(You probably already know this, but) Khloe Kardashian had a baby.

The 33-year-old reality star — arguably the most relatable of America's first TV family — gave birth to a baby girl on April 12. And, like me, the internet couldn't be any happier.

OK, maybe not everyone.

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Sara Walsh, a former ESPN anchor, recently shared a photo on Instagram of herself enjoying Mother's Day with her twin babies.

It's all sunshine, smiles, and cute onesies as the trio snuggles together in a hammock. In the photo's caption, however, Walsh reveals that her journey to motherhood was anything but a walk in the park.

In her emotional message, Walsh explains that she suffered a miscarriage years ago while hosting a live, televised "SportsCenter" segment.

My mother bought them these onesies because she thought they were funny. For us, they're especially poignant. Finding a good egg didn't come easy for me, and I suspect there are many people out there facing the same struggle. The road down a dark path began while hosting Sportscenter on the road from Alabama. I arrived in Tuscaloosa almost three months pregnant. I wouldn't return the same way. The juxtaposition of college kids going nuts behind our set, while I was losing a baby on it, was surreal. I was scared, nobody knew I was pregnant, so I did the show while having a miscarriage. On television. My husband had to watch this unfold from more than a thousand miles away, texting me hospital options during commercial breaks. It would get worse. Two more failed pregnancies. More than once, I'd have surgery one day and be on SportsCenter the next so as not to draw attention to my situation. We then went down the IVF road of endless shots and procedures. After several rounds, we could only salvage two eggs. I refused to even use them for a long time, because I couldn't bear the idea of all hope being gone. I blew off pregnancy tests, scared to know if it worked. It had. Times two. It was exciting news, but we knew better than to celebrate. So I spent a third straight football season pregnant, strategically picking out clothes and standing at certain angles, using scripts to hide my stomach. There would be no baby announcement, no shower, we didn't buy a single thing in preparation for the babies, because I wasn't sure they'd show up. We told very few people we were pregnant, and almost no one there were two. For those that thought I was weirdly quiet about my pregnancy, now you know why. For as long as I can remember I hosted Sportscenter on Mother's Day, and the last couple years doing that have been personally brutal. An hours-long reminder of everything that had gone wrong. I wasn't on tv today, and I'm not sure when I will be again, but instead I got to hang with these two good eggs. My ONLY good eggs. And I know how lucky I really am. #twins #ivf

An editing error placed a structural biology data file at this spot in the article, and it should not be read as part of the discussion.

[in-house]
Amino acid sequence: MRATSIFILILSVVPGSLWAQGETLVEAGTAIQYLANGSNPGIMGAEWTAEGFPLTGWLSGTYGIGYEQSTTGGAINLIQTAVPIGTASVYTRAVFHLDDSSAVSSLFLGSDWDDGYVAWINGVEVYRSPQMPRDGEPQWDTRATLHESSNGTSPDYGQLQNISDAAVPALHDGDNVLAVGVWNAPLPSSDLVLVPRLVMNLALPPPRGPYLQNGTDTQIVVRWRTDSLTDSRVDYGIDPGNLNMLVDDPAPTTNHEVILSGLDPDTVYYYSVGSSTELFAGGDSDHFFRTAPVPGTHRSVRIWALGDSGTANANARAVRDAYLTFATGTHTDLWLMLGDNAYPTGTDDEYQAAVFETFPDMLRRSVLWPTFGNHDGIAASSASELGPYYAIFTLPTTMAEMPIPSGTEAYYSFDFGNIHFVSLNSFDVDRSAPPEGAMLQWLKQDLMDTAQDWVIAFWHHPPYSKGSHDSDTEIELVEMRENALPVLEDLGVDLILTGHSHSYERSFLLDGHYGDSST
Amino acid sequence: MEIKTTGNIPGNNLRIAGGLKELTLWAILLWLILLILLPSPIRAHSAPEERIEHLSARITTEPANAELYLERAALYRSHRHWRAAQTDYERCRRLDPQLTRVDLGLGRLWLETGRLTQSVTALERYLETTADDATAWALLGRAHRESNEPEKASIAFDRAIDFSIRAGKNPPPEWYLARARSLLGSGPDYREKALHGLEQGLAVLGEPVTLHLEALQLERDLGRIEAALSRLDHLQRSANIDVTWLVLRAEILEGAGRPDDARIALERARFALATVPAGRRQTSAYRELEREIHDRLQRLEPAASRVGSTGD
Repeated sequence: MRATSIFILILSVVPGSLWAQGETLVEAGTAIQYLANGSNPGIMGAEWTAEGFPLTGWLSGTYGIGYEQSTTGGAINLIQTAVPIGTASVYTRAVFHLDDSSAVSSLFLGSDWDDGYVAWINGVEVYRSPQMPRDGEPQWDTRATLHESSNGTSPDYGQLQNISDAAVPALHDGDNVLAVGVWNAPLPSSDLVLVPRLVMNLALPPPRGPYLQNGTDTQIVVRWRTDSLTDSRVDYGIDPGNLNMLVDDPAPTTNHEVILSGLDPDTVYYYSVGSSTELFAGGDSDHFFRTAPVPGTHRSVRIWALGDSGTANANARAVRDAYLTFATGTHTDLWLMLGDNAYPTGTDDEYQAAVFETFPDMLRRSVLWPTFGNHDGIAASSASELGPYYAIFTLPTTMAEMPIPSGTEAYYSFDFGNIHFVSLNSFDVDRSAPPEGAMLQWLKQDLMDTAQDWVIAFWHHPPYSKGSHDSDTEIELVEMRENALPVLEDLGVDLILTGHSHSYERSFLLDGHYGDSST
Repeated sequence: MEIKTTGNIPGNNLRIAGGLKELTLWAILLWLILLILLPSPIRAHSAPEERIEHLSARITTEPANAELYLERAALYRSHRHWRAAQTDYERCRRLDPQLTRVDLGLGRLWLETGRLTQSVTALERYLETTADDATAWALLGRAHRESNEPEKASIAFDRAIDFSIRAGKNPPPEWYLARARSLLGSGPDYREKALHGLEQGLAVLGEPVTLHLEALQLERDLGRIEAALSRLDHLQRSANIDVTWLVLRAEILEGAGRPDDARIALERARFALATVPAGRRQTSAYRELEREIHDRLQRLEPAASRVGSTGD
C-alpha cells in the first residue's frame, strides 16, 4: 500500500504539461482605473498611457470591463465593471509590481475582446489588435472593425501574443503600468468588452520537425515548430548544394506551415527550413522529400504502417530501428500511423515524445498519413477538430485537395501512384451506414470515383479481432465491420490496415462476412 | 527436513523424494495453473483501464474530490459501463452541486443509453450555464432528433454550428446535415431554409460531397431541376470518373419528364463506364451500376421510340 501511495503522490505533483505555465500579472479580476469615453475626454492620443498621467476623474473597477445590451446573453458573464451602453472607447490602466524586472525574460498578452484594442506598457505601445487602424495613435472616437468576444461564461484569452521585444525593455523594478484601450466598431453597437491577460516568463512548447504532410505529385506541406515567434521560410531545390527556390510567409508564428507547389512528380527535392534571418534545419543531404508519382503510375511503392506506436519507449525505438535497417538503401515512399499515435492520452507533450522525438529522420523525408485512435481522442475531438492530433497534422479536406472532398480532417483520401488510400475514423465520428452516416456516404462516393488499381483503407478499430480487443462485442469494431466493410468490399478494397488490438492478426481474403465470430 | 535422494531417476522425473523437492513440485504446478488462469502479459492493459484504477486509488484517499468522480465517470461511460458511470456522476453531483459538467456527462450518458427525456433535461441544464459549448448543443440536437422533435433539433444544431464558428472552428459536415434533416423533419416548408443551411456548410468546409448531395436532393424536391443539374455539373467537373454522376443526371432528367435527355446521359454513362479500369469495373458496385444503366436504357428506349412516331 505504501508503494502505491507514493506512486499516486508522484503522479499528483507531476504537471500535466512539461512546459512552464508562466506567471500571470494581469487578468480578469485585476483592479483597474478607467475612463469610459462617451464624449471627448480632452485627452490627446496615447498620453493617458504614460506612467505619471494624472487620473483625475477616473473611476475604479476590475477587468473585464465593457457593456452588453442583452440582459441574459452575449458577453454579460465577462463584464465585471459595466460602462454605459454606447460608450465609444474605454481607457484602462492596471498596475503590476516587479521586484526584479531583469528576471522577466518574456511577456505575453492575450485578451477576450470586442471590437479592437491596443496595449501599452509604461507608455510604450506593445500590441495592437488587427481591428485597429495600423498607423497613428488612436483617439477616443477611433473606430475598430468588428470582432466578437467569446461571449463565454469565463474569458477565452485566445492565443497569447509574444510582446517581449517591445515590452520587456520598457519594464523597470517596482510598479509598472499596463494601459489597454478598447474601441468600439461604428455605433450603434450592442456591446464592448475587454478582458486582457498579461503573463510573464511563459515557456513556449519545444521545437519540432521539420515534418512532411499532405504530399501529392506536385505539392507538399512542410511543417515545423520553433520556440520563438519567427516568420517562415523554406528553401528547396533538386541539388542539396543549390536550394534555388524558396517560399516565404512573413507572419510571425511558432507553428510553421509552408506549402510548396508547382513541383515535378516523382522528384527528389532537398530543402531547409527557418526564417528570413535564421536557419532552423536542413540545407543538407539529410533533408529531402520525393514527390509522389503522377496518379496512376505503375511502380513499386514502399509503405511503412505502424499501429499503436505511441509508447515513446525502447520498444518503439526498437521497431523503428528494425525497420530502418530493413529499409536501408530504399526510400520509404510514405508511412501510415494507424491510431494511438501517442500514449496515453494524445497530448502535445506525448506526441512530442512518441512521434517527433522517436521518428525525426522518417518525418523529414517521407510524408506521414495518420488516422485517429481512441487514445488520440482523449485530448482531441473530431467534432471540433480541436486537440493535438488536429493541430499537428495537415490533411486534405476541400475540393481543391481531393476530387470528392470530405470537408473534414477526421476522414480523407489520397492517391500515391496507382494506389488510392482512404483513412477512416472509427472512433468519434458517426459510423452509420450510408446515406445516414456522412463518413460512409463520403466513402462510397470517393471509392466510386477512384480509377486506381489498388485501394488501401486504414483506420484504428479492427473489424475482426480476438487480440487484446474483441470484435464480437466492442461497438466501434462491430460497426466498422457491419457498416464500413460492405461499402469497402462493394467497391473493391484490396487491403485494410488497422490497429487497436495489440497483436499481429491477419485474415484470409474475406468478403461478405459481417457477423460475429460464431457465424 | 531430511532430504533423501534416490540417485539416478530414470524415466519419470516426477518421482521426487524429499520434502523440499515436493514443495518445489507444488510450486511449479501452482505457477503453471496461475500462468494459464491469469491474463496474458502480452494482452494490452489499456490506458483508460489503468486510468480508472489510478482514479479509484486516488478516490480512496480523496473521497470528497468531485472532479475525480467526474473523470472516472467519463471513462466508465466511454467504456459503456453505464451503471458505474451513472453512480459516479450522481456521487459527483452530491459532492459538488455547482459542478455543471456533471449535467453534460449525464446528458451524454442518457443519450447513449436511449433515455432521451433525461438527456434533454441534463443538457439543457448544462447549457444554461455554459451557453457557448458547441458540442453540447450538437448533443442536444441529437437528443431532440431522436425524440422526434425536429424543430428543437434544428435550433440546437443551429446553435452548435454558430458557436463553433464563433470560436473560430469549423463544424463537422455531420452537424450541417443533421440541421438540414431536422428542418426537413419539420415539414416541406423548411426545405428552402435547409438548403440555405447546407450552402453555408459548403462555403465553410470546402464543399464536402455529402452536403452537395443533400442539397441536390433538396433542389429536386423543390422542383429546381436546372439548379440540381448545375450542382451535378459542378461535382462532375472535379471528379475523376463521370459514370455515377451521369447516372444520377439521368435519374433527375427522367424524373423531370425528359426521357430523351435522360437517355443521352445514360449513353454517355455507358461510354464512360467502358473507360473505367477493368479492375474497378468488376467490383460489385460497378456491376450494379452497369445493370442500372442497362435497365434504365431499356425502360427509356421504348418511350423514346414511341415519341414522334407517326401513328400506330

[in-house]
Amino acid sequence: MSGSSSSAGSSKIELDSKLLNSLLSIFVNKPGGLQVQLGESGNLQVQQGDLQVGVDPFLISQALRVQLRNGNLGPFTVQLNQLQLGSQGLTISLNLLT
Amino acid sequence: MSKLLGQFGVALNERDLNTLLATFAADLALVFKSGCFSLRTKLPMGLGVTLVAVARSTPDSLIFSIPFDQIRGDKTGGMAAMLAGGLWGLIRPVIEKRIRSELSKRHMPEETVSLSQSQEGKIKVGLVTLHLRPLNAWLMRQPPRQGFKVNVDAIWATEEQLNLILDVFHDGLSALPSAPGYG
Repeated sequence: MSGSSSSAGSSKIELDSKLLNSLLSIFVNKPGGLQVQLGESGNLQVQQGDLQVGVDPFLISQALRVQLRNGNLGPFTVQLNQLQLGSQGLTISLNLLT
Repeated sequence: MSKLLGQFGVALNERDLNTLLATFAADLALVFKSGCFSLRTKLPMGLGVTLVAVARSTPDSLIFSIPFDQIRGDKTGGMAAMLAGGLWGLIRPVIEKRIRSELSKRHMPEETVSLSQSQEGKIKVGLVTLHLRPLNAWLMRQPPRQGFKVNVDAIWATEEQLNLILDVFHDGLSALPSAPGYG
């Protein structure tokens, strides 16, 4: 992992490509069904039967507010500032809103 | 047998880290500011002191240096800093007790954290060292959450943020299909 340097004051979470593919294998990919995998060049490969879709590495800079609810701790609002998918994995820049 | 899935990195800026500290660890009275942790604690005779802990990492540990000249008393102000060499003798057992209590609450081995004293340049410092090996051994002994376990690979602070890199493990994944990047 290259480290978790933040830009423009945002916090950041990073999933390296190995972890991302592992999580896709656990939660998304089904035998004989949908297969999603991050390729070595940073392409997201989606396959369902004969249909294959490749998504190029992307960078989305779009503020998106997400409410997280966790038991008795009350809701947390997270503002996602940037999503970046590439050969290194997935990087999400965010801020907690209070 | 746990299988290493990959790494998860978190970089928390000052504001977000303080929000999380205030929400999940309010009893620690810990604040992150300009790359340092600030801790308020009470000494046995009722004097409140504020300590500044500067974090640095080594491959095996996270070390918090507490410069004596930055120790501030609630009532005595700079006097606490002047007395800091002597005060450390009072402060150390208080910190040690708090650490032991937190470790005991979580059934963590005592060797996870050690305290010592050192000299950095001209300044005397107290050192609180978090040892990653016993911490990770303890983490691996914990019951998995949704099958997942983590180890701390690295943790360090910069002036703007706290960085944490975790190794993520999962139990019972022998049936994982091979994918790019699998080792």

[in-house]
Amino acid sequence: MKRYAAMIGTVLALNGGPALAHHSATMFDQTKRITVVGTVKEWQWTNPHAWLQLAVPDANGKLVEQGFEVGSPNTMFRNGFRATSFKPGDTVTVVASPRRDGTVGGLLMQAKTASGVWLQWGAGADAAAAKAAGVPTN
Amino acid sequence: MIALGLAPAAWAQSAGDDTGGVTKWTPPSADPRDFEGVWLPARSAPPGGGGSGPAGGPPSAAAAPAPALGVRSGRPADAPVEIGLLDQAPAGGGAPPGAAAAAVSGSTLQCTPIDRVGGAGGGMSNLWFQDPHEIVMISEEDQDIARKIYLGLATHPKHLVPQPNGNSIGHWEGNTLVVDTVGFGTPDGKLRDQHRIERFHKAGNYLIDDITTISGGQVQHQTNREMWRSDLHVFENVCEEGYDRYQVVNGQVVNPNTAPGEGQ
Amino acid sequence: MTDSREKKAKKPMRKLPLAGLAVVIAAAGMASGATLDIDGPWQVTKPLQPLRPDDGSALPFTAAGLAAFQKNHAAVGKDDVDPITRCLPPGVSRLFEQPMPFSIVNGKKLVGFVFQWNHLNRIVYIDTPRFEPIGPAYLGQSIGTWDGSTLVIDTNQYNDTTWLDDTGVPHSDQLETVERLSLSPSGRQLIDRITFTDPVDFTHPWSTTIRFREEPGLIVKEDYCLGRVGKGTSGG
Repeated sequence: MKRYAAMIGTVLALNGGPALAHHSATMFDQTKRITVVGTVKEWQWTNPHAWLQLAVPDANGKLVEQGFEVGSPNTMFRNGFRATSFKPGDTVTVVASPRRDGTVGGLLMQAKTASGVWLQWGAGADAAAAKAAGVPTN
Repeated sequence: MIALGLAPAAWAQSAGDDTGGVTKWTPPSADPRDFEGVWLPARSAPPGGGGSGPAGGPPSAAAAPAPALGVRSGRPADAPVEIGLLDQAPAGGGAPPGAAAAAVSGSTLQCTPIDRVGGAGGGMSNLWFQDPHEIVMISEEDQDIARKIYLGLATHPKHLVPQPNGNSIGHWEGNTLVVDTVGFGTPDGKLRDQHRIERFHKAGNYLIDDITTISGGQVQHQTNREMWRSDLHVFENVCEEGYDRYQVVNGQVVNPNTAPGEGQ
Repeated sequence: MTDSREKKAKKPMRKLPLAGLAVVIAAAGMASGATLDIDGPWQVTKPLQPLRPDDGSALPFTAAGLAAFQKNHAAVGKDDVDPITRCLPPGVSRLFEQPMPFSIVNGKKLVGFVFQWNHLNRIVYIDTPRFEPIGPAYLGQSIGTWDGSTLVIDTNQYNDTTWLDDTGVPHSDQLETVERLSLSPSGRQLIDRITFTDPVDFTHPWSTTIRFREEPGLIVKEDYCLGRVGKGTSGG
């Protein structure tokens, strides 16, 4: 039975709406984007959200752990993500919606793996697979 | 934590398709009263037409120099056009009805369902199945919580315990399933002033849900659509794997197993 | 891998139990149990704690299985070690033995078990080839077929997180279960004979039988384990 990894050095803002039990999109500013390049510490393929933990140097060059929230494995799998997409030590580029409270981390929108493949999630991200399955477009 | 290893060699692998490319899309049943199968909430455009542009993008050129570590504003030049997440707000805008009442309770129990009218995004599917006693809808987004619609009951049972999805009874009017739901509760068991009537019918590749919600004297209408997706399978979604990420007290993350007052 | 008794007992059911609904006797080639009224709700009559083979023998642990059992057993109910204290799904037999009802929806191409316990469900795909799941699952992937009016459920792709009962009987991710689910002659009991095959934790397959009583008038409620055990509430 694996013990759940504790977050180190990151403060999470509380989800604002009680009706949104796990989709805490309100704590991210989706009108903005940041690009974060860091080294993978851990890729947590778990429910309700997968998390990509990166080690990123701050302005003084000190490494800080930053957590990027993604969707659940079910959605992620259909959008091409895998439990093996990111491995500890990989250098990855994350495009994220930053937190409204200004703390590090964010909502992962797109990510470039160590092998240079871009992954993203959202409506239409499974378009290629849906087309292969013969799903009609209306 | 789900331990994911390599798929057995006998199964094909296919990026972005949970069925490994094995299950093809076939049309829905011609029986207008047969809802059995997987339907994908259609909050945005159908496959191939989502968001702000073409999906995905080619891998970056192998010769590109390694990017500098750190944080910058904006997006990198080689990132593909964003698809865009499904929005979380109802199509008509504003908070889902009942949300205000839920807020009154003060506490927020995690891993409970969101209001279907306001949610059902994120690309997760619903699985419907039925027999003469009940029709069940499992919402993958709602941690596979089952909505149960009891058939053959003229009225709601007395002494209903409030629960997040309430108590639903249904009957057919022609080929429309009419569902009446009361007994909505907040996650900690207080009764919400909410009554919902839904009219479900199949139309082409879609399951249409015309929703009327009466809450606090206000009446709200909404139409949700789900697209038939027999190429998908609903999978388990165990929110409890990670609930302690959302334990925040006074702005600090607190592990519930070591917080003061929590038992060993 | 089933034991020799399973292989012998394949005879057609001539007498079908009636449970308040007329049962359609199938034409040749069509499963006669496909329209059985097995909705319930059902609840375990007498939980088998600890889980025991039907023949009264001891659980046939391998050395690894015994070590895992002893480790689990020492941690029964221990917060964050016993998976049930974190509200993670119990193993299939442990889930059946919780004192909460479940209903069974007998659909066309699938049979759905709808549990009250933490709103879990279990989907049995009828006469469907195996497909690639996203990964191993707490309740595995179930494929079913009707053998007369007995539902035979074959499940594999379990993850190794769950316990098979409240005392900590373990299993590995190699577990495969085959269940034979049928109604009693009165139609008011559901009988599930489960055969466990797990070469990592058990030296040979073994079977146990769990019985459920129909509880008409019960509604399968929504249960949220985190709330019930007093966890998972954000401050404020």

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This woman's emotional postpartum depression story is actually incredibly common.

Postpartum depression is valid. It is real. And it can feel devastating.

This story was originally published on The Mighty.

I gripped the wheel as I inched across the ice-caked road, my knuckles nearly the color of the falling snow. My thoughts bounced recklessly through my sleep-deprived brain.

What if I slide off the side of this bridge? How will I save them all? How can I get them all out? Who left me in charge of three children? How do I even have three kids? I don’t know how to do this. What if I am ruining them all?

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